- Wealth PMS (50L+)
SEBI has ordered the Saraf family of Zenith Infotech to produce bank guarantees of $33 million without using any funds of the company. SEBI has found evidence that could show that the promoters have siphoned off money from the company, to the detriment of bond holders.
2006-07: The FCCBs were issued in 2006 to convert at Rs. 310 per share, and in 2007, another $50 million was issued to convert at Rs. 522 per share, due to mature in August 2012. FCCBs are debt and can be converted to shares at the conversion price on maturity; failing conversion, the money has to be returned at the “coupon” rate of interest.
2011: Zenith defaults on payment of $33 million FCCBs. Admits it in October, and says it’s trying to settle. This, despite noting in the Sep results that it had 187 crores in cash and bank balances, which would have been adequate to cover the FCCBs. The stock market didn’t like it – the stock fell nearly 50%.
Automatically, due to a clause of no-default, even the later $50 million FCCBs became due, and went into default too.
Alongside, Zenith said they’d sold their managed services division (MSD). Bondholders were refused details when they asked about how much they sold it for. Eventually, the Bombay High Court made them reveal it: they had sold it for $54 million to Summit Partners, a PE player.
But it turned out things were more sinister. Just before the MSD sale, Zenith transferred it to a holding company in Mumbai in which the Sarafs (promoters of Zenith) owned 60%. That company was then sold. The money received was shared between Zenith Info (the Indian, listed company) and Zenith Dubai (a fully owned subsidiary).
Now the drama begins. Zenith India and Zenith Dubai together transferred $10.4 million to a singapore based subsidiary, and another $13 million to Vu Dubai and Cloud Dubai, both promoter owned entities, which are now subsidiaries.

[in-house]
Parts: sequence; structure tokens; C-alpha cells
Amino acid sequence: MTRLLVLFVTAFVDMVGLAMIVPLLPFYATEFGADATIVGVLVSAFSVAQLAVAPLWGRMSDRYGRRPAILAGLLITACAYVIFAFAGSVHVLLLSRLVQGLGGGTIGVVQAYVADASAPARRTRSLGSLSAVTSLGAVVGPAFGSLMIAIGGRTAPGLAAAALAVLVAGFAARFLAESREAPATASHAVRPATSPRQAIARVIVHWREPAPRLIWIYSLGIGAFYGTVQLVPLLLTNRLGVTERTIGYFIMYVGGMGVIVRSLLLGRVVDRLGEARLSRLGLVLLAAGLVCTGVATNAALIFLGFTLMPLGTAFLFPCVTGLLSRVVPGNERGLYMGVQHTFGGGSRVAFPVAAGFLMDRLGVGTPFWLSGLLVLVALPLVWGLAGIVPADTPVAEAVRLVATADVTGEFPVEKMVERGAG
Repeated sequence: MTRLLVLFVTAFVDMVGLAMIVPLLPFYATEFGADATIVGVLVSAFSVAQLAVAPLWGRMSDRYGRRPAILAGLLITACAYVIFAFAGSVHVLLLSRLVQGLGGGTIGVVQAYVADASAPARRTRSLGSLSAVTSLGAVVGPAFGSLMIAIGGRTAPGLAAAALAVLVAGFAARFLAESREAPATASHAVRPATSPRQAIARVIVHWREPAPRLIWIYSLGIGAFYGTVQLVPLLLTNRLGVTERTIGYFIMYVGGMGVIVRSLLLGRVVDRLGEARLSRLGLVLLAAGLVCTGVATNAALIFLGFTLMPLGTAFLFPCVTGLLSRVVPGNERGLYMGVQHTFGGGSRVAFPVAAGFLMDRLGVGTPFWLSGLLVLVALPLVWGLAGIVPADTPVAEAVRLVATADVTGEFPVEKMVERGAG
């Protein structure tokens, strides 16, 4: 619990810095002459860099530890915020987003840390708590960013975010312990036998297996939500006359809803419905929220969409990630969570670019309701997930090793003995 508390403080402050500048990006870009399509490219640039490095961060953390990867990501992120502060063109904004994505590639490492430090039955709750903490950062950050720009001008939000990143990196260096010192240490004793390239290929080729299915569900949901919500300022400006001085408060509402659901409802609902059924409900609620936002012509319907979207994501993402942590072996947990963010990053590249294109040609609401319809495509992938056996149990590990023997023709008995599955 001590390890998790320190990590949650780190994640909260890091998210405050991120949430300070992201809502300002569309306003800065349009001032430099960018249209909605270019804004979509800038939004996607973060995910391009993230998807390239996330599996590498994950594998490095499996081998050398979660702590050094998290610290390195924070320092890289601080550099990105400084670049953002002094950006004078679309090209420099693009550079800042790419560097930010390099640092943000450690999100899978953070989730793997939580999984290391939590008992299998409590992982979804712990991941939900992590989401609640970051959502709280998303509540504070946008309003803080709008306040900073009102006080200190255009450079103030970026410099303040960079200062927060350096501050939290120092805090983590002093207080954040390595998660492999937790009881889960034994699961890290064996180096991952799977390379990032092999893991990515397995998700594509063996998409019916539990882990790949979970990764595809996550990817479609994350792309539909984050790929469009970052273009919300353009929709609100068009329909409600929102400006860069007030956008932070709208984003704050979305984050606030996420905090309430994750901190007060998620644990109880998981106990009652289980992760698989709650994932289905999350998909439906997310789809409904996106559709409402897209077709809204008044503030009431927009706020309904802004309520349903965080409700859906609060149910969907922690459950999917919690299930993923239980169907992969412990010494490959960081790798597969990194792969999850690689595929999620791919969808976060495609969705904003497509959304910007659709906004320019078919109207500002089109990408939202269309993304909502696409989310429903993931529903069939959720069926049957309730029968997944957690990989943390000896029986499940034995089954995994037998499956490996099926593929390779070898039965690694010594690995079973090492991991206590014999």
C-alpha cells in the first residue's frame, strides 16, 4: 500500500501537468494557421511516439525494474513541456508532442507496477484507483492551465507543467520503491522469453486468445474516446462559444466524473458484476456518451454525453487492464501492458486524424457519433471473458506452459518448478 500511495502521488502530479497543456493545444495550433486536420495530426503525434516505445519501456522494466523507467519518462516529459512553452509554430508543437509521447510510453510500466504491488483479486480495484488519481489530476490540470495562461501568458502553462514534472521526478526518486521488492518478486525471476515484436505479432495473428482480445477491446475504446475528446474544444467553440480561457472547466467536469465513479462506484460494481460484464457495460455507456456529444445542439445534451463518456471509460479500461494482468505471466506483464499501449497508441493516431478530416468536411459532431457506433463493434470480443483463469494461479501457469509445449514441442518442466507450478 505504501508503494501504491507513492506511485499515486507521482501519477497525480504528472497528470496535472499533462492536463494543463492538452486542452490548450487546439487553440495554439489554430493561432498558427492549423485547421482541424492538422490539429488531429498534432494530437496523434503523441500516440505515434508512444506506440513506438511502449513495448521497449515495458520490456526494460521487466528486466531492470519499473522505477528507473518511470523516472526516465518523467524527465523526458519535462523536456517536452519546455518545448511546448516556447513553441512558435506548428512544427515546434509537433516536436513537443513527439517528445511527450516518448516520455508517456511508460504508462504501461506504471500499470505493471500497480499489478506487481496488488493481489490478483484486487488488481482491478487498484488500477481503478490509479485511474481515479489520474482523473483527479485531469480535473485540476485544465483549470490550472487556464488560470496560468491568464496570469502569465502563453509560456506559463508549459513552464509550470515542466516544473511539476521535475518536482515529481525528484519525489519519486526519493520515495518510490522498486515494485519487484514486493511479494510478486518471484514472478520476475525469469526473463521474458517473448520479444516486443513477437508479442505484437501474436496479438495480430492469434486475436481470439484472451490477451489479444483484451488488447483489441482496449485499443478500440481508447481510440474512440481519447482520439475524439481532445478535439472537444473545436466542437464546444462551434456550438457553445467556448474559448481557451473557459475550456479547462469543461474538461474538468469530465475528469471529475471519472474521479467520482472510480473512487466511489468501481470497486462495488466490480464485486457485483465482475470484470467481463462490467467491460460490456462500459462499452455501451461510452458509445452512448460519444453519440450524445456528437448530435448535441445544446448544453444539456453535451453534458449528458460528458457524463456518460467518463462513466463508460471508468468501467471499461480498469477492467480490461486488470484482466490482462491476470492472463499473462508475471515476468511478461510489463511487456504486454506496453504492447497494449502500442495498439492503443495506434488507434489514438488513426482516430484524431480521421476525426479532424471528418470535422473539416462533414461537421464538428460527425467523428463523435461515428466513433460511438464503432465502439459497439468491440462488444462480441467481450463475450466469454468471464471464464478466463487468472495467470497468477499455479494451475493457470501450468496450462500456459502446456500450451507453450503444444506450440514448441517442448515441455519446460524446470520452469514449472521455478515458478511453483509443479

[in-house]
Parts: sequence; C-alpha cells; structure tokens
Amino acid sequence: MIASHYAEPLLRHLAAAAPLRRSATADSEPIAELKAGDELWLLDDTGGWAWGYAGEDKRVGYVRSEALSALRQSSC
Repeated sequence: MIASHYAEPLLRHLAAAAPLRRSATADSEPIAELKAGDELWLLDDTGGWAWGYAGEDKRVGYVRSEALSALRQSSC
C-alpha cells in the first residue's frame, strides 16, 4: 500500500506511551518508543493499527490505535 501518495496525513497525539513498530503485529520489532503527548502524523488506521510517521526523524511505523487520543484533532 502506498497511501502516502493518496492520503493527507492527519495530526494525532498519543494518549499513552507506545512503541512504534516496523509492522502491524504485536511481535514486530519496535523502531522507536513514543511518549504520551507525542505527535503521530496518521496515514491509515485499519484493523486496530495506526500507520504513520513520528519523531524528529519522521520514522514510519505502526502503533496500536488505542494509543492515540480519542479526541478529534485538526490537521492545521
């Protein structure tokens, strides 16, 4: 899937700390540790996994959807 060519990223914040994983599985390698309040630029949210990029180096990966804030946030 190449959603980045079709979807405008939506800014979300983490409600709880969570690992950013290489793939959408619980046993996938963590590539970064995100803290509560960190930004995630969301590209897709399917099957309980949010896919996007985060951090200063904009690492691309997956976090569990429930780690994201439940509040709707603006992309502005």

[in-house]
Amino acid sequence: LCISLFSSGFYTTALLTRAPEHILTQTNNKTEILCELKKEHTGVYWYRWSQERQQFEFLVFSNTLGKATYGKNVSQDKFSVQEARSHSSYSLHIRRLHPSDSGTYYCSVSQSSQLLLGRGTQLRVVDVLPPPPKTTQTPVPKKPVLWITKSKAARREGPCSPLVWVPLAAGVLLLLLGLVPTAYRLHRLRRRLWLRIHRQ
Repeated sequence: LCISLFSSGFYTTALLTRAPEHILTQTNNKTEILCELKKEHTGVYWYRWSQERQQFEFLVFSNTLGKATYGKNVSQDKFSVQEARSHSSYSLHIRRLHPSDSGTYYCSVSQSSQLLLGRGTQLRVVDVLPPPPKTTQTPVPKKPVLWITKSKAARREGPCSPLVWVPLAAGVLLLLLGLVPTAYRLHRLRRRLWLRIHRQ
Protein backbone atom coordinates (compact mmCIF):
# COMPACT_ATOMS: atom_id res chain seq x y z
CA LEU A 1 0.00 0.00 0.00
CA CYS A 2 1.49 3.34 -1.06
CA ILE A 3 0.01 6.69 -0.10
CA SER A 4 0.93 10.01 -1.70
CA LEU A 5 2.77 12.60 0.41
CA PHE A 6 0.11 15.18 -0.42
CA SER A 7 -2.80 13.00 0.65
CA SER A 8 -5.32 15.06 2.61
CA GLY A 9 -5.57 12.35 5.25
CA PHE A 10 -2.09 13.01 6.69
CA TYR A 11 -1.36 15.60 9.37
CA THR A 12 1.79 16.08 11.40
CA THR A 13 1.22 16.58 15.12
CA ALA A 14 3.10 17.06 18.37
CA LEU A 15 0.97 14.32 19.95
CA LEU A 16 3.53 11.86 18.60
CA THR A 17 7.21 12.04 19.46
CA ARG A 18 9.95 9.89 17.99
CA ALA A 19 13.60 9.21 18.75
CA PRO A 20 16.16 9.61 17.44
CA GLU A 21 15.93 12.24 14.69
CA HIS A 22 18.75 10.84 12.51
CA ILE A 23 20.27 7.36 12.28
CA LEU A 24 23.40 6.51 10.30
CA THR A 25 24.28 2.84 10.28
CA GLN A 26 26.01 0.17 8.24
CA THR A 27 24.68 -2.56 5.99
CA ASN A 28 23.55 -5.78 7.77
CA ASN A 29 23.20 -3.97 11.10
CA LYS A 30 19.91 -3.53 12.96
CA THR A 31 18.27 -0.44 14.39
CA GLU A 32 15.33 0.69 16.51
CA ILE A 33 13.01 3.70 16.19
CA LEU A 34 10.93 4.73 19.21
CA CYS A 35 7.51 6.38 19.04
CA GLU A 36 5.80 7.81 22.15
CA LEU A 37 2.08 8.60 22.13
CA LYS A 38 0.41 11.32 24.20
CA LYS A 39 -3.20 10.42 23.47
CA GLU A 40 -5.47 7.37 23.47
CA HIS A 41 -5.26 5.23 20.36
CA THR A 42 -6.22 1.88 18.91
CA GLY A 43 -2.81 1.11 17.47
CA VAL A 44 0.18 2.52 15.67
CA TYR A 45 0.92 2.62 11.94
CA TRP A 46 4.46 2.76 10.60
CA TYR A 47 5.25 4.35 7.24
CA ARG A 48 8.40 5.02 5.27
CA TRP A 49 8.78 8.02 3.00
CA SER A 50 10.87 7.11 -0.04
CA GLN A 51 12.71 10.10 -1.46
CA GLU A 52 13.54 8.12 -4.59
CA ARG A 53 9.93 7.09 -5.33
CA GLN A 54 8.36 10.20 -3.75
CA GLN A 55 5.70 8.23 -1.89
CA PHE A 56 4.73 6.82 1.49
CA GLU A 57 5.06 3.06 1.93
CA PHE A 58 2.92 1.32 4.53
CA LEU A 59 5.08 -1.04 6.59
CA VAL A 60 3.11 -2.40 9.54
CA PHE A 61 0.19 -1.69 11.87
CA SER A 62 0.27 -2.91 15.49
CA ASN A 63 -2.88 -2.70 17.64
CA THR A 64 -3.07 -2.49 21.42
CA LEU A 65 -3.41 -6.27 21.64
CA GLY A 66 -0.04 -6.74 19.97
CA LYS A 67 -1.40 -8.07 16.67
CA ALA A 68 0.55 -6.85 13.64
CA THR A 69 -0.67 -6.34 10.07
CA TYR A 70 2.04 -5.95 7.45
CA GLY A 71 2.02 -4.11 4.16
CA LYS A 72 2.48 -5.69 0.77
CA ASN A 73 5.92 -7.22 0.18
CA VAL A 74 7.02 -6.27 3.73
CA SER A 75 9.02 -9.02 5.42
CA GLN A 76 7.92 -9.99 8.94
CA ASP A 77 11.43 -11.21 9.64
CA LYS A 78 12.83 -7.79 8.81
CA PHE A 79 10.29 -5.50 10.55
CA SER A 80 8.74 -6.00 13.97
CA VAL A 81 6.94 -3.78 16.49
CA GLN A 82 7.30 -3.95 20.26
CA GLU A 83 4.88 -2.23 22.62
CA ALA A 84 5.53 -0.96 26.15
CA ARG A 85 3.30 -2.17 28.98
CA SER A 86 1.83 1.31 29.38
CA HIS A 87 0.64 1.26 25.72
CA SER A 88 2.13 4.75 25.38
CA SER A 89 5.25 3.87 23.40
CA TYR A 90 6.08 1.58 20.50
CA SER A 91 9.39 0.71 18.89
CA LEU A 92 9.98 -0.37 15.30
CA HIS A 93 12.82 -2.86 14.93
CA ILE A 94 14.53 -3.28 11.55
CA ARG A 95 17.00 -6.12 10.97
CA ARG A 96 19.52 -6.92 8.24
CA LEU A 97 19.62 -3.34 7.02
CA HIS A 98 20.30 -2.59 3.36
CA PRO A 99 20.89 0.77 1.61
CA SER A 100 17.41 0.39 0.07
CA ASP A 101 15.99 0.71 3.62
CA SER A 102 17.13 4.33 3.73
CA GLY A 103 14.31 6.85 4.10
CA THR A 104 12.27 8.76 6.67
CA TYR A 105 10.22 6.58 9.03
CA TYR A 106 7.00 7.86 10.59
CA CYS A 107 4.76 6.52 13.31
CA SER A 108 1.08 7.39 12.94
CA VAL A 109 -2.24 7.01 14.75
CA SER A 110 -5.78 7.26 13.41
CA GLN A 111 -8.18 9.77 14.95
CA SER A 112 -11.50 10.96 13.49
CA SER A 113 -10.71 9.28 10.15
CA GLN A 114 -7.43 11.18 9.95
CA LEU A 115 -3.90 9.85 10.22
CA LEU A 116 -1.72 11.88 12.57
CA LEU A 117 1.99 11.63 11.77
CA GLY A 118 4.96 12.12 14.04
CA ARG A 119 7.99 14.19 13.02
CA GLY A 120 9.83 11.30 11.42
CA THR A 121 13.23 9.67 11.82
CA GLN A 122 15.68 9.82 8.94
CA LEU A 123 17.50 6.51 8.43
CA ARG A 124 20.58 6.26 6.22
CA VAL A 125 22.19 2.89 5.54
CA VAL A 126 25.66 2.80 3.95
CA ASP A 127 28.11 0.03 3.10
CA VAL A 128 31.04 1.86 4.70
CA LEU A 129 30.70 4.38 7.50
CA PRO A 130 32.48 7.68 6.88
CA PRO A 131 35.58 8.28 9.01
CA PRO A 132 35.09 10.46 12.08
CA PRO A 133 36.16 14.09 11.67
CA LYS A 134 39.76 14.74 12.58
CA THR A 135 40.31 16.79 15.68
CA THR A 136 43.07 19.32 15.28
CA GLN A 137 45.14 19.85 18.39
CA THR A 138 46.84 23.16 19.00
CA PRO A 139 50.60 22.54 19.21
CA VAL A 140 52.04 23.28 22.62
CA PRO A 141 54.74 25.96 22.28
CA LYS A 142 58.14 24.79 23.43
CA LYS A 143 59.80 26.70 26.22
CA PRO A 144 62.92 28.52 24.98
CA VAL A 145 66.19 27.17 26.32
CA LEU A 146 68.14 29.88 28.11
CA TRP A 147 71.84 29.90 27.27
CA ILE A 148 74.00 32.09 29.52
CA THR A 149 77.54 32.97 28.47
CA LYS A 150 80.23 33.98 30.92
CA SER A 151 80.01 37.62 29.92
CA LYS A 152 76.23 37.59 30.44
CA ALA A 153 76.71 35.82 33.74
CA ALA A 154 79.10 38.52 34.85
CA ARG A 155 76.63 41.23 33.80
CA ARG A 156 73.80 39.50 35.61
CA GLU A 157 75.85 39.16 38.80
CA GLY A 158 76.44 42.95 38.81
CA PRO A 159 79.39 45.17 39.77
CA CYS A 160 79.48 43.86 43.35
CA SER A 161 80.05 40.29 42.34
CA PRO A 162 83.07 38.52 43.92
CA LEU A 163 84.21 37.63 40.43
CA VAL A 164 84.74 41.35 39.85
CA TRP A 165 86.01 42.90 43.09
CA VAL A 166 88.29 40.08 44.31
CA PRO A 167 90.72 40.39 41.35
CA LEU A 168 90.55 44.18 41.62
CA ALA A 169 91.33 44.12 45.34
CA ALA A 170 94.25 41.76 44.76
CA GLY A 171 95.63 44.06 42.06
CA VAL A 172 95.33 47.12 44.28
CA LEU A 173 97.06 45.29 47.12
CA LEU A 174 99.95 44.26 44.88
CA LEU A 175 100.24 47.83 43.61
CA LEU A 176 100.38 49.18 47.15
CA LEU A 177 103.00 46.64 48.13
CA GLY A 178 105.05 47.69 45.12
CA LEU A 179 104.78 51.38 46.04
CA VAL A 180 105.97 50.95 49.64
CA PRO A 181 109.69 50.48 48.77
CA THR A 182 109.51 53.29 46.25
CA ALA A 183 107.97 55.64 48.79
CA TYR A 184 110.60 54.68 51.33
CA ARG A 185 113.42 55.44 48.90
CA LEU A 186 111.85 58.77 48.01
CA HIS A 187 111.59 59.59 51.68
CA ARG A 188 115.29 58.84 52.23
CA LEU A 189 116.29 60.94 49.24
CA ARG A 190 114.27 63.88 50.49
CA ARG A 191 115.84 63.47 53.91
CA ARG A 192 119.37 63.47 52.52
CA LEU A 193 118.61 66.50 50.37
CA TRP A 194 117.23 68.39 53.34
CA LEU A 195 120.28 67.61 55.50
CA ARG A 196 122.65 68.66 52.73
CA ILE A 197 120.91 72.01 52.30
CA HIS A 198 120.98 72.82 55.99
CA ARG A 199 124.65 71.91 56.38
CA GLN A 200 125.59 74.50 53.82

SEBI has recognized this as behaviour that is designed to potentially defraud bondholders, and to default on FCCB obligations.
The sequence of events and pattern of transactions in this case prima facie indicate that the ZIL and its promoters/directors not only wantonly defaulted in redemption of FCCBs and disregarded shareholders’ resolution but also adopted fraudulent device and artifice to defraud the shareholders…
The Sarafs have been told to not buy or sell securities till further notice, and to produce a bank guarantee of $33.93 million, to cover the liability.
Those implicated are Rajkumar Saraf (Promoter), Devita Saraf (His Daughter), Akash Saraf (Son) and promoter entities.
The stock is at Rs. 16 today, more than 95% below the Rs. 320 it used to be just before the drama started in 2011.
The implication: This kind of case doesn’t do very well for our system, if it isn’t decided swiftly in favour of bondholders. The Courts, and SEBI, have moved way too slowly. With over a year and a half in default, bondholders must have given up most or all hopes of getting back anything. If promoters have siphoned out money, it should be forcibly brought back immediately (supposedly all the money lies with subsidiaries) and the company sent into liquidation. I have zero hope of this actually happening; what is more likely is long, delayed litigation. The message to other foreign investors (or even Indian investors) is:
If they defraud you, you can do nothing but wait, and wait for a very long time.
It’s a wonder why we don’t have our NASSCOMs and business players scream blue murder about such blatant wilful defaults by Zenith. Oh, but like Sanjay Dutt, they’ll probably ask for pardon instead.